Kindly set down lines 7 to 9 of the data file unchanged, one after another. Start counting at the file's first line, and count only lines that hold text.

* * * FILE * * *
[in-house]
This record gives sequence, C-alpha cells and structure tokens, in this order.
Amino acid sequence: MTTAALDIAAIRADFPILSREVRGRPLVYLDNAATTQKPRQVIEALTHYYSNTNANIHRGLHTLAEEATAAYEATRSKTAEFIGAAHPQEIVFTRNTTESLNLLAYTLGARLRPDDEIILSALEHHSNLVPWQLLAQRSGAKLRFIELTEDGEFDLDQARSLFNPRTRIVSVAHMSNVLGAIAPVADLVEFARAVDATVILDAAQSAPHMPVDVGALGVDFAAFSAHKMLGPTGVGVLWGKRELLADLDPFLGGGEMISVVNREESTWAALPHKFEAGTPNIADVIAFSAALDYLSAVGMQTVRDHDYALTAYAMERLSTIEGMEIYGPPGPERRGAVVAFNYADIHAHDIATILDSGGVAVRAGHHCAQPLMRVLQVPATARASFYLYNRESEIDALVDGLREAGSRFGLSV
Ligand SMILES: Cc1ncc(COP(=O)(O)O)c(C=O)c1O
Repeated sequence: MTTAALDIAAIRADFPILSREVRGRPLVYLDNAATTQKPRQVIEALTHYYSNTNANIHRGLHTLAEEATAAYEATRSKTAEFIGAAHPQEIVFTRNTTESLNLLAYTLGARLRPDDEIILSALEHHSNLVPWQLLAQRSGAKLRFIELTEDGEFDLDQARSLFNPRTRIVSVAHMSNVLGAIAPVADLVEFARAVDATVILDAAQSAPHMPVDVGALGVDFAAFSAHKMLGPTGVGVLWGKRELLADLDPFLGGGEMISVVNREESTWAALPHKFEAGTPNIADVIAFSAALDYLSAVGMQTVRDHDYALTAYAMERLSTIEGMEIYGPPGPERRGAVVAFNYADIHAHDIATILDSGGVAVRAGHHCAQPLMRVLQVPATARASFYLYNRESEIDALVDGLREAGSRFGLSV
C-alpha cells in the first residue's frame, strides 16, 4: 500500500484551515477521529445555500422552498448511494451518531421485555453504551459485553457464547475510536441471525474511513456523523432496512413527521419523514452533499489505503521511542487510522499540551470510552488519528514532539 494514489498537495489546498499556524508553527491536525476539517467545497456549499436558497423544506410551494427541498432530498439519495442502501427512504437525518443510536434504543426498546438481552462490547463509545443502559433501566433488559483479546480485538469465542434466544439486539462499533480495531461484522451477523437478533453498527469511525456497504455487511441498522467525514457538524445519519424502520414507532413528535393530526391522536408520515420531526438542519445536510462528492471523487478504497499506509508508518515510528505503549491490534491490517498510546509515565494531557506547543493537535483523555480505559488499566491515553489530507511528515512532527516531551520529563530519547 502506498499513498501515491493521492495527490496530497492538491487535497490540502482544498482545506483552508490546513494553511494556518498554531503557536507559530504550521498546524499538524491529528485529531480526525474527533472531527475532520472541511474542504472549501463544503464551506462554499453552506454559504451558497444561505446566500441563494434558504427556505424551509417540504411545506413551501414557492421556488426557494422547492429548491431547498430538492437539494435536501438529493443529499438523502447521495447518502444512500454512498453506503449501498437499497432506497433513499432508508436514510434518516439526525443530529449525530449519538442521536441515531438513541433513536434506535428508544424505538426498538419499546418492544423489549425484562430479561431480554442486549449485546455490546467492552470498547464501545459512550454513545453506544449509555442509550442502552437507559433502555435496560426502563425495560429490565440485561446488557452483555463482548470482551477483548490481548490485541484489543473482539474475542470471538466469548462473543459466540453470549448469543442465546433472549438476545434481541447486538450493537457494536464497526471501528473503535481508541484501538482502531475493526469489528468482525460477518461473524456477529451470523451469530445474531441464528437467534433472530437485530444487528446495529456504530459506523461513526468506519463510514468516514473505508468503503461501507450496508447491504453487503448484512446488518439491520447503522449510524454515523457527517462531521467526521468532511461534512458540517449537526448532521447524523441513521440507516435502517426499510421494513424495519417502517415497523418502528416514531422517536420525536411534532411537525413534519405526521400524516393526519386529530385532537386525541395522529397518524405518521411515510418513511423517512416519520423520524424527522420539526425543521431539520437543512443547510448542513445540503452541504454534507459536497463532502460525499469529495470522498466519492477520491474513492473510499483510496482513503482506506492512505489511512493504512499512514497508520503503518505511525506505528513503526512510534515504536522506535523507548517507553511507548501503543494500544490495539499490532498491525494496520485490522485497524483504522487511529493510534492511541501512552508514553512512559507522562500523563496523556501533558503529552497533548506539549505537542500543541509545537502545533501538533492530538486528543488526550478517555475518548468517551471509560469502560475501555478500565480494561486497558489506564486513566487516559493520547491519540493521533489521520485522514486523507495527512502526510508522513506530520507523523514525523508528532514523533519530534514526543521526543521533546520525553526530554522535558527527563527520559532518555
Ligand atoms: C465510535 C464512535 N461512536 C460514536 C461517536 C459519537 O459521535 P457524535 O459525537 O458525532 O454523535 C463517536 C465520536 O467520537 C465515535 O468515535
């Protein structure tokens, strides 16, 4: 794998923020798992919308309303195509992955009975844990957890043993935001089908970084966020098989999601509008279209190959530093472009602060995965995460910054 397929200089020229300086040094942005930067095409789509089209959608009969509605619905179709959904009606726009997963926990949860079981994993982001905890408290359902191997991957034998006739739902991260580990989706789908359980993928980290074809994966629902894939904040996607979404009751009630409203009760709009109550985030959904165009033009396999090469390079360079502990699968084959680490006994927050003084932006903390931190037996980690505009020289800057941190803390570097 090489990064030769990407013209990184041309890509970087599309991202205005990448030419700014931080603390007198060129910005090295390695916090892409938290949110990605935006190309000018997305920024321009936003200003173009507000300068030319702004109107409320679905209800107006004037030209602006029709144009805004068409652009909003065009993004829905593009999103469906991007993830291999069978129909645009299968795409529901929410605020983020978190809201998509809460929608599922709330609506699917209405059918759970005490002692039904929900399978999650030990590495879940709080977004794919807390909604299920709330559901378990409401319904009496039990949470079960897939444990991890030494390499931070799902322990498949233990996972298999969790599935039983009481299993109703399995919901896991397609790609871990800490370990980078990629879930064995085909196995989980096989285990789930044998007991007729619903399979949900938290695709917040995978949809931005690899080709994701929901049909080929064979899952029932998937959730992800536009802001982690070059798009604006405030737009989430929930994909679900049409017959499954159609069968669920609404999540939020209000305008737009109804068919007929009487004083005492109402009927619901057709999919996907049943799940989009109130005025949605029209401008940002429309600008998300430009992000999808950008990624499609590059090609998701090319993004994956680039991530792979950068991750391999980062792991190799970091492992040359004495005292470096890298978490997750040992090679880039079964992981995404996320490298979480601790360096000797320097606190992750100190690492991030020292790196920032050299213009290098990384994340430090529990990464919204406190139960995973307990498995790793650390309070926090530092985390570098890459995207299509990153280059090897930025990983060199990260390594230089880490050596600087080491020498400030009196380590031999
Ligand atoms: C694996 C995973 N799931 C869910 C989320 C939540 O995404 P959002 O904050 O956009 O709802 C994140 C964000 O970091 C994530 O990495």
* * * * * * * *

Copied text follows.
Ligand atoms: C465510535 C464512535 N461512536 C460514536 C461517536 C459519537 O459521535 P457524535 O459525537 O458525532 O454523535 C463517536 C465520536 O467520537 C465515535 O468515535
């Protein structure tokens, strides 16, 4: 794998923020798992919308309303195509992955009975844990957890043993935001089908970084966020098989999601509008279209190959530093472009602060995965995460910054 397929200089020229300086040094942005930067095409789509089209959608009969509605619905179709959904009606726009997963926990949860079981994993982001905890408290359902191997991957034998006739739902991260580990989706789908359980993928980290074809994966629902894939904040996607979404009751009630409203009760709009109550985030959904165009033009396999090469390079360079502990699968084959680490006994927050003084932006903390931190037996980690505009020289800057941190803390570097 090489990064030769990407013209990184041309890509970087599309991202205005990448030419700014931080603390007198060129910005090295390695916090892409938290949110990605935006190309000018997305920024321009936003200003173009507000300068030319702004109107409320679905209800107006004037030209602006029709144009805004068409652009909003065009993004829905593009999103469906991007993830291999069978129909645009299968795409529901929410605020983020978190809201998509809460929608599922709330609506699917209405059918759970005490002692039904929900399978999650030990590495879940709080977004794919807390909604299920709330559901378990409401319904009496039990949470079960897939444990991890030494390499931070799902322990498949233990996972298999969790599935039983009481299993109703399995919901896991397609790609871990800490370990980078990629879930064995085909196995989980096989285990789930044998007991007729619903399979949900938290695709917040995978949809931005690899080709994701929901049909080929064979899952029932998937959730992800536009802001982690070059798009604006405030737009989430929930994909679900049409017959499954159609069968669920609404999540939020209000305008737009109804068919007929009487004083005492109402009927619901057709999919996907049943799940989009109130005025949605029209401008940002429309600008998300430009992000999808950008990624499609590059090609998701090319993004994956680039991530792979950068991750391999980062792991190799970091492992040359004495005292470096890298978490997750040992090679880039079964992981995404996320490298979480601790360096000797320097606190992750100190690492991030020292790196920032050299213009290098990384994340430090529990990464919204406190139960995973307990498995790793650390309070926090530092985390570098890459995207299509990153280059090897930025990983060199990260390594230089880490050596600087080491020498400030009196380590031999
Ligand atoms: C694996 C995973 N799931 C869910 C989320 C939540 O995404 P959002 O904050 O956009 O709802 C994140 C964000 O970091 C994530 O990495």